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Promise to improve minimum pay(TAIPEI TIMES)


President Tsai Ing-wen (蔡英文) on Monday last week spoke about the long-standing issue of stagnant salaries. For those paid a monthly salary of NT$22,000 — the minimum wage — having a regular job does not make much difference, Tsai said, so the government’s primary task this year is to improve salaries.

Tsai has proposed several measures to solve the problem, including examining businesses’ salary structures. If businesses meet certain criteria, the government would provide employers with extra subsidies, as is done in other countries, or grant them weighted bonuses when they place bids for government contracts, Tsai said.

As far as low salaries are concerned, two things must be taken into account: First, in comparison with South Korea — formally one of the “Four Asian Dragons” — is Taiawn’s average salary really that low?

South Korea is used as a reference point because of the popularity of its television programs, fashion and smartphone brands in Taiwan. When converted to US dollars, South Korea’s gross national income (GNI) has superseded Taiwan’s since 2003, even though in 1997, Taiwan’s GNI was better than South Korea’s after the Asian financial crisis, in which South Korea suffered greatly.

However, South Korea quickly made a comeback after the crisis and rushed ahead of Taiwan.

South Korea is this year expected to see its GNI reach a record high of US$30,000, leaving Taiwan further behind with a GNI of less than US$25,000.

On the other hand, when taking the cost of living into consideration and comparing the purchasing power parity of the two, the real purchasing power per capita in Taiwan is expected to be equivalent to US$51,000, which is far superior to the US$41,000 estimated in South Korea, meaning that the same level of income could lead to a more comfortable lifestyle in Taipei than Seoul.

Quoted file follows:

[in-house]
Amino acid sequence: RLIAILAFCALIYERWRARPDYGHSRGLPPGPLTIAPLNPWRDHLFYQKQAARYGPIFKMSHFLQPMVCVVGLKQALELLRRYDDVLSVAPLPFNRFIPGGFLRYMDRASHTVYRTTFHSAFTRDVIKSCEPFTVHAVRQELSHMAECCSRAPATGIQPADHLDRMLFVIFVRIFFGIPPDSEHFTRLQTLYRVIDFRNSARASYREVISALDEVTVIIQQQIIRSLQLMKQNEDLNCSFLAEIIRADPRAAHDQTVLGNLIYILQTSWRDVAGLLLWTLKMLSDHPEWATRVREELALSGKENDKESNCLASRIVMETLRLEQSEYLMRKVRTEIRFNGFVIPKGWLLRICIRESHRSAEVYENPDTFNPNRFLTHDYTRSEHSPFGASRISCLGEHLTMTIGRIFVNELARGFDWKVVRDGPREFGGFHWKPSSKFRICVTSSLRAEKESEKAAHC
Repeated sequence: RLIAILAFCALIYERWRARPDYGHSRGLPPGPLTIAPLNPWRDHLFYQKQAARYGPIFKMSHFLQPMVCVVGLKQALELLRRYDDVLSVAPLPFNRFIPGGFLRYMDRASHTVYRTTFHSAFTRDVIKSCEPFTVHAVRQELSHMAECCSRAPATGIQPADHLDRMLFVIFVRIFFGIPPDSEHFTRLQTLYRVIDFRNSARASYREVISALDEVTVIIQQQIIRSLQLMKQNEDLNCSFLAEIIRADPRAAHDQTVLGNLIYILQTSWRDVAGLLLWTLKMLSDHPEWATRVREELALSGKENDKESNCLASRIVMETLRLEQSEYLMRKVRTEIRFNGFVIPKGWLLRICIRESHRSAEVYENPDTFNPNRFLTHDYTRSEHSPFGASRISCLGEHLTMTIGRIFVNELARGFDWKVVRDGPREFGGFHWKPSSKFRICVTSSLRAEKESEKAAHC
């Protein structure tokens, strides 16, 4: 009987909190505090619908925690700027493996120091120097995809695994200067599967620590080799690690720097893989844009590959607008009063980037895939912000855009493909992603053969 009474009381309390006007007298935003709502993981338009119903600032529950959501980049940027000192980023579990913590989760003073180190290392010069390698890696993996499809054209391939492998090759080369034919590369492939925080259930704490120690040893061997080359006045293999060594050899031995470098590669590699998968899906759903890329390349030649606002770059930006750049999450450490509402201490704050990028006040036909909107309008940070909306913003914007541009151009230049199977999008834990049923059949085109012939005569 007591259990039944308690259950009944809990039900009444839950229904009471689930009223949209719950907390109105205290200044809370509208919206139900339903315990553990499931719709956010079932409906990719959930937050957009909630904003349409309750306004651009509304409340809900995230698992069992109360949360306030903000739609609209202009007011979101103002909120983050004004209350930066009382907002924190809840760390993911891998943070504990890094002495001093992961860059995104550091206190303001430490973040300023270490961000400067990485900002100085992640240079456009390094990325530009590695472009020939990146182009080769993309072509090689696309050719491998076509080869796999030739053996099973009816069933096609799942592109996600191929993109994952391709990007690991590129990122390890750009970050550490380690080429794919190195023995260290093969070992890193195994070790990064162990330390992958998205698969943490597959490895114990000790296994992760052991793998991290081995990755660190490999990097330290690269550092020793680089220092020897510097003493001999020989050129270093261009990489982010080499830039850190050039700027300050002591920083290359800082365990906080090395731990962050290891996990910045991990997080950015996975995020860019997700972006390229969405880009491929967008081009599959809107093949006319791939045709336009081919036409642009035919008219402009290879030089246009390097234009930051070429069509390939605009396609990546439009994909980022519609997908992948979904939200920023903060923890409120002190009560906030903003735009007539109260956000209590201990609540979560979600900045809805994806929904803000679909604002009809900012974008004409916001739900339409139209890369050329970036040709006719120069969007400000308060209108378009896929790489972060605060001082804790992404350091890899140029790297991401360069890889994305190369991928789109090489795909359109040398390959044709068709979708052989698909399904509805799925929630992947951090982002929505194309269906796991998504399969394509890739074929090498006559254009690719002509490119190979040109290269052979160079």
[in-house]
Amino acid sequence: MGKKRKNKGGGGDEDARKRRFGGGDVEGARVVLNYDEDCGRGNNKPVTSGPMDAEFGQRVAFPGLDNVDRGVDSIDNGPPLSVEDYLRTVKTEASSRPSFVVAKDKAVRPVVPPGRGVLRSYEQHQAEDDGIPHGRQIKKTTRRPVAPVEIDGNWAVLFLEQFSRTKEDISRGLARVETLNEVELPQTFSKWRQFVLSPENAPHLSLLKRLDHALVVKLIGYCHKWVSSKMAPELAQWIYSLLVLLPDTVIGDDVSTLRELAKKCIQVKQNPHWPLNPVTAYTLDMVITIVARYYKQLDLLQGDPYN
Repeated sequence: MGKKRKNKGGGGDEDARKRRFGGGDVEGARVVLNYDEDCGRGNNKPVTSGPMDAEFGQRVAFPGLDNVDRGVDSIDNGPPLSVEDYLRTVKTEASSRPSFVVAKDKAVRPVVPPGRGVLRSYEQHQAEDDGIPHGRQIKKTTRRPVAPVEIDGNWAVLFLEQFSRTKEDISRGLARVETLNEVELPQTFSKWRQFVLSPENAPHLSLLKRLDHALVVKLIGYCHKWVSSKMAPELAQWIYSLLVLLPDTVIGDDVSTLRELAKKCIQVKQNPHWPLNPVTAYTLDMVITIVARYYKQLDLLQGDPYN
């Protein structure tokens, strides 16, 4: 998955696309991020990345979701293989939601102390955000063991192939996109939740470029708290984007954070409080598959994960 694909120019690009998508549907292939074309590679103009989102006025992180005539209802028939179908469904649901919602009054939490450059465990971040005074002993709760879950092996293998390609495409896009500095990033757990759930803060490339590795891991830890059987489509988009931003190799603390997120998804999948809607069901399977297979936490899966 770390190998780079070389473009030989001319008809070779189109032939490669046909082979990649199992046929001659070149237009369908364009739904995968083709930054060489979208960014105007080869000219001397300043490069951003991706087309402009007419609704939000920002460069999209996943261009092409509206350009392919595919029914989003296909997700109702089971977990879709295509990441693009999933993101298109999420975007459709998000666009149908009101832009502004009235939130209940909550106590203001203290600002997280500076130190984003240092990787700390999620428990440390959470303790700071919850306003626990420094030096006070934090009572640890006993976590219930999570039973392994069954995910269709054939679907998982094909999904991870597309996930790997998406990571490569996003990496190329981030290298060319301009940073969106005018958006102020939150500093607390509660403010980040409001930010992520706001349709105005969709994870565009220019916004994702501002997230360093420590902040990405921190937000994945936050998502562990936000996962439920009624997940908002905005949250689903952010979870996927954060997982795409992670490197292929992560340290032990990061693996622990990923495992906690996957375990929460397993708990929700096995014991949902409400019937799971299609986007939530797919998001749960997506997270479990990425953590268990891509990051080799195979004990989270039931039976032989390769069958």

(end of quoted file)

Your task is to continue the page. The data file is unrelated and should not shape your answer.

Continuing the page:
Second, would the pay raise for civil servants, public-school teachers and military personnel really encourage businesses to increase salaries and would it have a significant effect?

Governments and businesses have different goals. Governments work to ensure the economy is functioning normally, whereas businesses operate to make a profit. Only when businesses are profitable is there an incentive to increase employees’ pay.

However, Taiwan’s general economic performance this year is not expected to surpass last year’s. The annual rate of increase of Taiwan’s wholesale price index keeps exceeding the inflation rate, which results in continuous cost increases for businesses.

In such a situation, in which growth and profit are hard to predict and raw material costs continue to rise, why would businesses be willing to give employees a pay raise?

Last year, Taiwan’s gross fixed capital formation went into negative growth and a strong recovery is not predicted this year. Companies have little interest in investing domestically, as they do not see a potential return on their investment.

By contrast, the passage late last year of US President Donald Trump’s tax bill by the US Congress is likely to stimulate investment in the US and draw in investment from overseas. This motivation is likely to outweigh the higher cost of human resources in the US.

The government needs to consider where businesses’ motivation for compliance with a pay rise lies. If it is determined that there is little motivation, then the government should shift its focus to increasing corporate investment motivation. With increased investment will come new jobs, and large numbers of jobs chasing a limited number of unemployed people would give people a stronger hand when negotiating higher salaries.